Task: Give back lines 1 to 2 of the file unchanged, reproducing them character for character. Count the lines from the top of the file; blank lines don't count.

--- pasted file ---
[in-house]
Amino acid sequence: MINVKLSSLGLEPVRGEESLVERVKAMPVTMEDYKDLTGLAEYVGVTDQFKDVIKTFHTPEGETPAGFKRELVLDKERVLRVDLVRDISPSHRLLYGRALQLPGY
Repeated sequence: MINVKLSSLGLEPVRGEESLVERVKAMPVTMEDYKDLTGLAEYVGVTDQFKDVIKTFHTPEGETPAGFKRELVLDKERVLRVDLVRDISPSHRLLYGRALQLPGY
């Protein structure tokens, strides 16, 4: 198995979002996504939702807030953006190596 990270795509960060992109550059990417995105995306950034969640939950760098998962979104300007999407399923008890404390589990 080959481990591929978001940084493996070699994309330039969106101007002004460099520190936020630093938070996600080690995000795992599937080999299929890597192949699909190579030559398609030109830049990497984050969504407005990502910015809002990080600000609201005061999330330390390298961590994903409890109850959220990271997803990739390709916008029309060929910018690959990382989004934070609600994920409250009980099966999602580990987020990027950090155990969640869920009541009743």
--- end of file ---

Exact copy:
[in-house]
Amino acid sequence: MINVKLSSLGLEPVRGEESLVERVKAMPVTMEDYKDLTGLAEYVGVTDQFKDVIKTFHTPEGETPAGFKRELVLDKERVLRVDLVRDISPSHRLLYGRALQLPGY